September 2016

Nearly two years on from having the radical prostatectomy and things have seemed to be going very well. Erectile problems are minimal, with sexual relationships requiring a bit more work than before the operation but on the whole quite satisfactory.Incontinence problems are a thing of the past and I have not had to wear a pad for the last 6 months or more, even when exercising hard, even when out drinking beer! I still concentrate before coughing, but I think more from habit then need.

However, the last three routine tests have given a PSA level of 0.2. After the operation, the first few tests over the next 9 months or so gave the result "undetectable". Then came a test result of 0.1, which repeated for the next two tests, before the first result of 0.2 came in. This might seem pretty low, but for somebody that does not actually have a prostate any more, it is too high. The doctor has recommended that I have radiation therapy and I am currently waiting to see the specialist that will advise what will be done and hopefully tell me more about the treatment itself as well as the likely effects.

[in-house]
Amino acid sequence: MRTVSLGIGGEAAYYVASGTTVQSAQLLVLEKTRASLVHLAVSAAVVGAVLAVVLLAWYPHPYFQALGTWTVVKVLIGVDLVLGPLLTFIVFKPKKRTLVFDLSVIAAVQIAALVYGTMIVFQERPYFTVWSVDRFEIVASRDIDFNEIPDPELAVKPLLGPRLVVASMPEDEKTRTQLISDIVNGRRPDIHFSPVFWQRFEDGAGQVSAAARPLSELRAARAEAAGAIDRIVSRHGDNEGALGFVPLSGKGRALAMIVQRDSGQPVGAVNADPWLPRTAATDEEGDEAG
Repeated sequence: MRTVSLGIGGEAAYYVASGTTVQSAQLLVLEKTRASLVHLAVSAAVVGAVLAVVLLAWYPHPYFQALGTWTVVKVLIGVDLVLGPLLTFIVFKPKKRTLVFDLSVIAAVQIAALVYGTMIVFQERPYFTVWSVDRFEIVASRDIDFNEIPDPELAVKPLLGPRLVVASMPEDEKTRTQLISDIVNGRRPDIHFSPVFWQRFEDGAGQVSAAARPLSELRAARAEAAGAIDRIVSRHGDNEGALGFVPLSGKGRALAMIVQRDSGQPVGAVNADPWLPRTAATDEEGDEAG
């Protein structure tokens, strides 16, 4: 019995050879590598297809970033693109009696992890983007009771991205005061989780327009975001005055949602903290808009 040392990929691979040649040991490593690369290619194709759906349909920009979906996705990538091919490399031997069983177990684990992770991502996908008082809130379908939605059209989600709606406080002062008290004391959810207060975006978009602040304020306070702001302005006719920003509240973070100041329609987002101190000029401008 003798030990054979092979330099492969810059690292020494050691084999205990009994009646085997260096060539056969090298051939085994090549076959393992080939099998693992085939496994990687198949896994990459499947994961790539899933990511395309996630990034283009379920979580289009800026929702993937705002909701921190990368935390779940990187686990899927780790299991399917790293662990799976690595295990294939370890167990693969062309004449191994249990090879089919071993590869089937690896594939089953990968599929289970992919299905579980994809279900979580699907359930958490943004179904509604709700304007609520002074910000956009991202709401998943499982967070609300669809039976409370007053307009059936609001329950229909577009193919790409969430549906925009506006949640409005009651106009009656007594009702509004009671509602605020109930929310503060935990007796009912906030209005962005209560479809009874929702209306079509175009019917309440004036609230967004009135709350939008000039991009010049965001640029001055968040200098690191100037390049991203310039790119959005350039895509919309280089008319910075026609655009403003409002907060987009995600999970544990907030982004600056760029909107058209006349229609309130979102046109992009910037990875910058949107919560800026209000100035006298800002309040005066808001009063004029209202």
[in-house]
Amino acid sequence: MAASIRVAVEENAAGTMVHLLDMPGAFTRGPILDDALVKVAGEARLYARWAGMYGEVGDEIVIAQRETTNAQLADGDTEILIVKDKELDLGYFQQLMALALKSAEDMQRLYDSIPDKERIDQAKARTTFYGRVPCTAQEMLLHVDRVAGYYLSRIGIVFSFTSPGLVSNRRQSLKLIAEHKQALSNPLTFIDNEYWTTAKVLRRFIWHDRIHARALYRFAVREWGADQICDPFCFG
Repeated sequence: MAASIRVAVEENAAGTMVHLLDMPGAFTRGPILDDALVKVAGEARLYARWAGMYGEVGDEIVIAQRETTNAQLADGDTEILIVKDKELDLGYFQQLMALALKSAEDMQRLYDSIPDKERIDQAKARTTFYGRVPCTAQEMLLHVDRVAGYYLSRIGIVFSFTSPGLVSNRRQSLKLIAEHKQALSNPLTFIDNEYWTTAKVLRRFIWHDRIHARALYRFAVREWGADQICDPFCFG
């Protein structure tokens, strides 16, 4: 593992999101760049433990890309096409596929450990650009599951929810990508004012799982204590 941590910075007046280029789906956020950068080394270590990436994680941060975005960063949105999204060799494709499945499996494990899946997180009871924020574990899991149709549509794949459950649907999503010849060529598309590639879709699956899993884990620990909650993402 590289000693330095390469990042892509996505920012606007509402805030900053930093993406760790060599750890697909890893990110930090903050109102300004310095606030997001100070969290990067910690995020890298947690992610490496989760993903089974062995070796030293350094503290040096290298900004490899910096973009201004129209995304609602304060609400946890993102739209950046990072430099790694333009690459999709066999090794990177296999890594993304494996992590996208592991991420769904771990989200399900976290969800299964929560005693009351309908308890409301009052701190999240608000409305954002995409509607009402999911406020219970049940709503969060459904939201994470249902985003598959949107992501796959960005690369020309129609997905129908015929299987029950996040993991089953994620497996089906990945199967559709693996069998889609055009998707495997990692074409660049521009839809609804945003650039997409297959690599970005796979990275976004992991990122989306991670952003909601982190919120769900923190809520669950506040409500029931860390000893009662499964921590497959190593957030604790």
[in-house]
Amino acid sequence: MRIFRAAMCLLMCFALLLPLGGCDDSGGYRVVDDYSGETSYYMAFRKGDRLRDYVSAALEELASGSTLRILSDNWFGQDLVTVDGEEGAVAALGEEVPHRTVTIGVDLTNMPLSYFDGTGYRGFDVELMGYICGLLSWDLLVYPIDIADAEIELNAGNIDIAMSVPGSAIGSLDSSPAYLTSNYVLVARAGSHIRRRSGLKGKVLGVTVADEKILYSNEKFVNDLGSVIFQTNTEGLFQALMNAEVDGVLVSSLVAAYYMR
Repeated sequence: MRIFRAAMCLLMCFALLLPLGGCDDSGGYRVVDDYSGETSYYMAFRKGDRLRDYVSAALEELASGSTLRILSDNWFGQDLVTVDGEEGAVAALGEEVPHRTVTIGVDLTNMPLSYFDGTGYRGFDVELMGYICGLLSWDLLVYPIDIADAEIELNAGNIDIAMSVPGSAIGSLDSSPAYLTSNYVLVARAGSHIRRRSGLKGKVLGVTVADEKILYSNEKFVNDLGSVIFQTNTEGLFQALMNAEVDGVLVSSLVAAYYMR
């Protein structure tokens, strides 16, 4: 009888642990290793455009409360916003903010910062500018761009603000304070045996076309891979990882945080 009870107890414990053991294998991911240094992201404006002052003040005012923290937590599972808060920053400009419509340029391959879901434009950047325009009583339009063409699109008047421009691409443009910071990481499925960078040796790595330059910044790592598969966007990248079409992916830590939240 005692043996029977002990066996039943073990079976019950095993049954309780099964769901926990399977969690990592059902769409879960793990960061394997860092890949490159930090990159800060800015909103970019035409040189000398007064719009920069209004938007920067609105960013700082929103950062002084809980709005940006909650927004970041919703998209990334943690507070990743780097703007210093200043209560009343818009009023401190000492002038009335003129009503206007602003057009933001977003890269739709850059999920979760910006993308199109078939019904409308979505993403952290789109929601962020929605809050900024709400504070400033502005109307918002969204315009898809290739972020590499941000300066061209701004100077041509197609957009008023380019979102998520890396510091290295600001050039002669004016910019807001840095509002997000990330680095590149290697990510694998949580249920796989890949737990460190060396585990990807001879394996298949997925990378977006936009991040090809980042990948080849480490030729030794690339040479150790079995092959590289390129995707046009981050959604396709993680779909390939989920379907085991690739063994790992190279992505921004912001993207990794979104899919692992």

It may be that the PSA level is resulting from a few remaining prostate cells that are in fact perfectly healthy. The chance is relatively high though that even if they are healthy now they will mutate sooner or later, so the doctor wants to see the gone. I hope it is a good idea.